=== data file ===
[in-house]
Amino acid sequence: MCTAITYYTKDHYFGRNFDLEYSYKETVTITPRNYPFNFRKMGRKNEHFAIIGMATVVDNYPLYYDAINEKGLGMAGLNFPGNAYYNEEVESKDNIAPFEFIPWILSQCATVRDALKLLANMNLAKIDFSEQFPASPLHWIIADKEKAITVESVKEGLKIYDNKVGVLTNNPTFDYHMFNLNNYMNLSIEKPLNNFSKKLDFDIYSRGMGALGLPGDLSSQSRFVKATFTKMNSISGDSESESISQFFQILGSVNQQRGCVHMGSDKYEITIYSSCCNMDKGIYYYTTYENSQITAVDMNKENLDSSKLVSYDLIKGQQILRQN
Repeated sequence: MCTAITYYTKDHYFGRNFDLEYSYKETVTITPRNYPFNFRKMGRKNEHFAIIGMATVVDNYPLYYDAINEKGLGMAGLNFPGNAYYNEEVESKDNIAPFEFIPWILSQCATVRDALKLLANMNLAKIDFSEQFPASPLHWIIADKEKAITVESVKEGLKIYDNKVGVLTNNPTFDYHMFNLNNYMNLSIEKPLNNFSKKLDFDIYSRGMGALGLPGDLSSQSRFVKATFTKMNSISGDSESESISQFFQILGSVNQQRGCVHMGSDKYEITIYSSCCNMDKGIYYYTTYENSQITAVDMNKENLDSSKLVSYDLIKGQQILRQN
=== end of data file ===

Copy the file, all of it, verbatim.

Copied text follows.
[in-house]
Amino acid sequence: MCTAITYYTKDHYFGRNFDLEYSYKETVTITPRNYPFNFRKMGRKNEHFAIIGMATVVDNYPLYYDAINEKGLGMAGLNFPGNAYYNEEVESKDNIAPFEFIPWILSQCATVRDALKLLANMNLAKIDFSEQFPASPLHWIIADKEKAITVESVKEGLKIYDNKVGVLTNNPTFDYHMFNLNNYMNLSIEKPLNNFSKKLDFDIYSRGMGALGLPGDLSSQSRFVKATFTKMNSISGDSESESISQFFQILGSVNQQRGCVHMGSDKYEITIYSSCCNMDKGIYYYTTYENSQITAVDMNKENLDSSKLVSYDLIKGQQILRQN
Repeated sequence: MCTAITYYTKDHYFGRNFDLEYSYKETVTITPRNYPFNFRKMGRKNEHFAIIGMATVVDNYPLYYDAINEKGLGMAGLNFPGNAYYNEEVESKDNIAPFEFIPWILSQCATVRDALKLLANMNLAKIDFSEQFPASPLHWIIADKEKAITVESVKEGLKIYDNKVGVLTNNPTFDYHMFNLNNYMNLSIEKPLNNFSKKLDFDIYSRGMGALGLPGDLSSQSRFVKATFTKMNSISGDSESESISQFFQILGSVNQQRGCVHMGSDKYEITIYSSCCNMDKGIYYYTTYENSQITAVDMNKENLDSSKLVSYDLIKGQQILRQN